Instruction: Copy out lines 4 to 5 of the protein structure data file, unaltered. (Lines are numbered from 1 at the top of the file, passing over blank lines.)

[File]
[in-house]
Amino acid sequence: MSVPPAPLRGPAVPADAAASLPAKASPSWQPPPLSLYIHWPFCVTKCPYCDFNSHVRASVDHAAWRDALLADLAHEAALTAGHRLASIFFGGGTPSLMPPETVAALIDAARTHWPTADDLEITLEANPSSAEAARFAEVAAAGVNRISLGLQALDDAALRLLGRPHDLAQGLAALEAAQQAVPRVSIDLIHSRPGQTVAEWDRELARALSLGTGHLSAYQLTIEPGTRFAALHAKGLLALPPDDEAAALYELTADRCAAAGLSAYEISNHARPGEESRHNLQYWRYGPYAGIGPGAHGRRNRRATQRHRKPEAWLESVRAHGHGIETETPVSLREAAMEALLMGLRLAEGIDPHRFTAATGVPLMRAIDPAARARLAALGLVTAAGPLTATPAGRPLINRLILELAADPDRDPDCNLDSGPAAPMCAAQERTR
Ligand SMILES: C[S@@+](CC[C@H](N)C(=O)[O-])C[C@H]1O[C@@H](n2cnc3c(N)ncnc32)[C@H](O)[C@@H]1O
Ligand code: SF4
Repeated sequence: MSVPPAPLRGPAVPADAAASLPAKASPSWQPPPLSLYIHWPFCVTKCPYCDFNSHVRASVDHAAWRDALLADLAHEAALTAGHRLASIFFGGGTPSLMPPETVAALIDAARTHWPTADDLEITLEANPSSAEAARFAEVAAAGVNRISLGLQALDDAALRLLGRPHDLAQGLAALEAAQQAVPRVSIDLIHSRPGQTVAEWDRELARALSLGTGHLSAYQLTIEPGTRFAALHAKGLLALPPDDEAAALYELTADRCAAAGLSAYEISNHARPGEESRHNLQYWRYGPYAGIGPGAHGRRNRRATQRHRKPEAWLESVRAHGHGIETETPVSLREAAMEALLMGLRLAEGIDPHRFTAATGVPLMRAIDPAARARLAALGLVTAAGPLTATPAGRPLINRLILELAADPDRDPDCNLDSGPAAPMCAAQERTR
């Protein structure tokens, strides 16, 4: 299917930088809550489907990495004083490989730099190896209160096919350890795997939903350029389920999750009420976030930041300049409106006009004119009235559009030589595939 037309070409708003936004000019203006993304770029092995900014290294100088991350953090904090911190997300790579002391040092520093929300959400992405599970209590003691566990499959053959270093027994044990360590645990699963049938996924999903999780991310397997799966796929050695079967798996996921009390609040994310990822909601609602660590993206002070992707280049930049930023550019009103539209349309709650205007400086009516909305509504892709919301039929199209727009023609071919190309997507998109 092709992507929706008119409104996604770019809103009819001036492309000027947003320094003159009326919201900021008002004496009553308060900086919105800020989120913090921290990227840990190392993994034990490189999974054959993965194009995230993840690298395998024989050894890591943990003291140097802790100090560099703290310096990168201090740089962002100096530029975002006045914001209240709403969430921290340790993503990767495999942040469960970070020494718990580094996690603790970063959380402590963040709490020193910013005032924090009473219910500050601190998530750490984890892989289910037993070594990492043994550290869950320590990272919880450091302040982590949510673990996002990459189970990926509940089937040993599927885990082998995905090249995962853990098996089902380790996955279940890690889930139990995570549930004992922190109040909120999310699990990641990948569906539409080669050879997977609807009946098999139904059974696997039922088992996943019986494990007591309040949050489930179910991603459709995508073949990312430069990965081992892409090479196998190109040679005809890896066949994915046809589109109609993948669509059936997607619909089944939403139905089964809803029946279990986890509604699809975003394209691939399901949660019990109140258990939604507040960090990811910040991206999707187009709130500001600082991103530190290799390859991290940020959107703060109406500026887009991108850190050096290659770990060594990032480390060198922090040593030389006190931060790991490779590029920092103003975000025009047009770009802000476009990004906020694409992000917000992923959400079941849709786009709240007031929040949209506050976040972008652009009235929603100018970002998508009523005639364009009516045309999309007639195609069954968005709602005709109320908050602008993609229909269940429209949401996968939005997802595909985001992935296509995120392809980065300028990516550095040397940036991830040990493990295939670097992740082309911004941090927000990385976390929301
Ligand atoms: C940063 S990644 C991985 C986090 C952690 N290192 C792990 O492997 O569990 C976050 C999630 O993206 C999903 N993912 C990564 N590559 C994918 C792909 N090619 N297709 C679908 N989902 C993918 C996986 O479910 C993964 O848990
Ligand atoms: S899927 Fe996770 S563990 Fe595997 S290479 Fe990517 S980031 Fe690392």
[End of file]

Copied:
Ligand code: SF4
Repeated sequence: MSVPPAPLRGPAVPADAAASLPAKASPSWQPPPLSLYIHWPFCVTKCPYCDFNSHVRASVDHAAWRDALLADLAHEAALTAGHRLASIFFGGGTPSLMPPETVAALIDAARTHWPTADDLEITLEANPSSAEAARFAEVAAAGVNRISLGLQALDDAALRLLGRPHDLAQGLAALEAAQQAVPRVSIDLIHSRPGQTVAEWDRELARALSLGTGHLSAYQLTIEPGTRFAALHAKGLLALPPDDEAAALYELTADRCAAAGLSAYEISNHARPGEESRHNLQYWRYGPYAGIGPGAHGRRNRRATQRHRKPEAWLESVRAHGHGIETETPVSLREAAMEALLMGLRLAEGIDPHRFTAATGVPLMRAIDPAARARLAALGLVTAAGPLTATPAGRPLINRLILELAADPDRDPDCNLDSGPAAPMCAAQERTR